When Rachel Maddow plowed her pick-up truck into the gates of the predominantly white and male country club that is cable news this time last year, it was a reminder of the growing need to encourage on-air diversity. Over the course of the next few years, with the blogosphere serving as an outlet for every conceivable opinion, consumers of news will increasingly turn away from the stale sameness emanating from the cable networks unless they begin to hear perspectives that take them beyond what is already available in the mainstream.
MSNBC's Maddow move has been instructive. Cast as it is against a backdrop of declining ratings, her meteoric rise has reflected both the scale of the crisis and one possible solution to it. Giving Maddow a platform was a step in the right direction as it helped revive a medium that has been teetering on the edge for some time. Cable news networks naturally want to guard against this slide in ratings, and they would be well served by dedicating more attention to finding and cultivating on-air talent that reflects their diverse viewer base.
The first change in programming should mirror the increasing political engagement of the MTV generation. Experience provides valuable insights, of course, and a host such as Chris Matthews -- with his years as a Washington power broker -- has his place. But while experience offers its own vantage points, it cannot trump the importance of relating to your audience, and with the networks packed with middle-aged hosts, there is an absence of youth perspectives. For young Americans, no debate on death panels or end-of-life counseling will ever triumph over discussion of student loans and the market for entry-level jobs.
There is no shortage of young, intelligent twenty-somethings -- journalists, think-tank wonks, political consultants -- whose critical faculties are well-honed and who would be capable of directing debate for an hour on one of the networks. Already a presence on the cable news circuit, a potential candidate for this job could be Matthew Continetti of the Weekly Standard. At just 25 years of age, his intelligence, wit and charm always seem to eclipse the other guests he appears alongside with, and is proof that he could hold his own as a host. For those concerned by Continetti's conservative bonafides, he could be counter-balanced in a way that Bob Novak and Tucker Carlson were on CNN's Crossfire. A possible option could be Sam Stein of the Huffington Post, who really established himself as an on-air option during his questioning of President Obama at a White House presser back in February.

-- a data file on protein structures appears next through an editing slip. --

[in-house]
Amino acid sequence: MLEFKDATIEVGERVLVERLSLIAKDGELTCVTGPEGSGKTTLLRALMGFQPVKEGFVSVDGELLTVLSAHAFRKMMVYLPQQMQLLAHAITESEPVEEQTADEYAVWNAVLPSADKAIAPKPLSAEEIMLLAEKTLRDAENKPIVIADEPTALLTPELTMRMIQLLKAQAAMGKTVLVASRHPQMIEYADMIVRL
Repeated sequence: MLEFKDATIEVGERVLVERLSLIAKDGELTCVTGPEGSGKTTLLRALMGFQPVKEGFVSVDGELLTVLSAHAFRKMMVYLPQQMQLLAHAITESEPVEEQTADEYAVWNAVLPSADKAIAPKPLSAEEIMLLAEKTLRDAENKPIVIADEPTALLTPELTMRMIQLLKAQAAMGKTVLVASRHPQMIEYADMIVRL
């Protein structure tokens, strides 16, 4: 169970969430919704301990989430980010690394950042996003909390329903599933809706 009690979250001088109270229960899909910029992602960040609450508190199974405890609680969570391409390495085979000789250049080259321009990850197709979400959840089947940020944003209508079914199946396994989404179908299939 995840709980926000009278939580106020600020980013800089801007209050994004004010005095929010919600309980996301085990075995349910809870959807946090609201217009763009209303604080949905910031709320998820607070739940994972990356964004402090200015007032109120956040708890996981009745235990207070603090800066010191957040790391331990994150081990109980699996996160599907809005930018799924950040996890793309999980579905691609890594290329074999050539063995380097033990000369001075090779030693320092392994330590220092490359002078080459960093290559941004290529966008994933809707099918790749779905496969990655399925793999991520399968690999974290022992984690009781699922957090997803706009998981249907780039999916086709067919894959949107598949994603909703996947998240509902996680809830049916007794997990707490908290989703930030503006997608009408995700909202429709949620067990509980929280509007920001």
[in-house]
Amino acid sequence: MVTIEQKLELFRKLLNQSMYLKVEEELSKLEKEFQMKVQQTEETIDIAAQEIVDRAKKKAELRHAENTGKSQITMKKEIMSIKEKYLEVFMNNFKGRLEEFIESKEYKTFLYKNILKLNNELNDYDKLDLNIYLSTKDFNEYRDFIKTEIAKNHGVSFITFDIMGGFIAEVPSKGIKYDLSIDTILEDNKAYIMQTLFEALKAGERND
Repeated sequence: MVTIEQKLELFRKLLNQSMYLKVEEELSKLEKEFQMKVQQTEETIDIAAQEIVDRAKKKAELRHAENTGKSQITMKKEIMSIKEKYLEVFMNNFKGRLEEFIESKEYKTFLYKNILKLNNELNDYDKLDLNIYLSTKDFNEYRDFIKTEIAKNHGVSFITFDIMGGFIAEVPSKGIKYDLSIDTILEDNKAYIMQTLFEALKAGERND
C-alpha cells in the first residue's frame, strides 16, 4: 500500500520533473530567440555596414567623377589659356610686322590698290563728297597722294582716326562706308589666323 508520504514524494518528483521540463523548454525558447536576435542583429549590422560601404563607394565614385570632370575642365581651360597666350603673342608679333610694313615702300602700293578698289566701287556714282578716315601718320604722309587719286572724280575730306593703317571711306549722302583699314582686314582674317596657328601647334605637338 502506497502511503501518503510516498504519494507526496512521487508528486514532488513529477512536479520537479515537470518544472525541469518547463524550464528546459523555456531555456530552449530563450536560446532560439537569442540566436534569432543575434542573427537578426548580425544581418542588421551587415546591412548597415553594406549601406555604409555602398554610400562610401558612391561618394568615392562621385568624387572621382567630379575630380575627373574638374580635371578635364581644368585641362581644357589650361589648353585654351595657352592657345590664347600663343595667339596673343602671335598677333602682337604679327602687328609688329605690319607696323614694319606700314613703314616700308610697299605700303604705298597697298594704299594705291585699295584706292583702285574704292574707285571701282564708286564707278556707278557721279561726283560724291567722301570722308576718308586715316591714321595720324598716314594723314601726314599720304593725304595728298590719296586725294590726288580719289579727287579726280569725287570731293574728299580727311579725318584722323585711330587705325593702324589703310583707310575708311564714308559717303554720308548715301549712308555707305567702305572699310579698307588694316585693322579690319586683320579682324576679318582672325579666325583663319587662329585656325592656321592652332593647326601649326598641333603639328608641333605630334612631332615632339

That this should be an easy sell to cable news network executives is beyond doubt; young people will buy just about anything -- as the Trucker Hat fad showed -- and advertisers will pay big money to speak to them. Cable news executives need not be motivated by the public good, but they will certainly serve this if they follow their wallets.
The second change should address the need for ethnic diversity. According to the 2006 U.S. census, there are more than 100 million non-white Americans -- roughly 30% of the national population. If we take CNN as a test case, weekly prime-time programming has zero minority hosts. Fareed Zakaria has had own show on the network for over a year now, but it only airs on Sundays.
In the wake of Obama's election, there have been increasingly vocal calls for greater African-American representation on cable news shows. Such calls should not go unheard. Yet, the debate need not remain fixed to the binary distinction between black and white. Where are the Hispanics? Or the Arabs? Or the Asians? The president is a Kenyan-American, with a past stretching to Indonesia; America's cable news rosters reflect diversity only in political identity.
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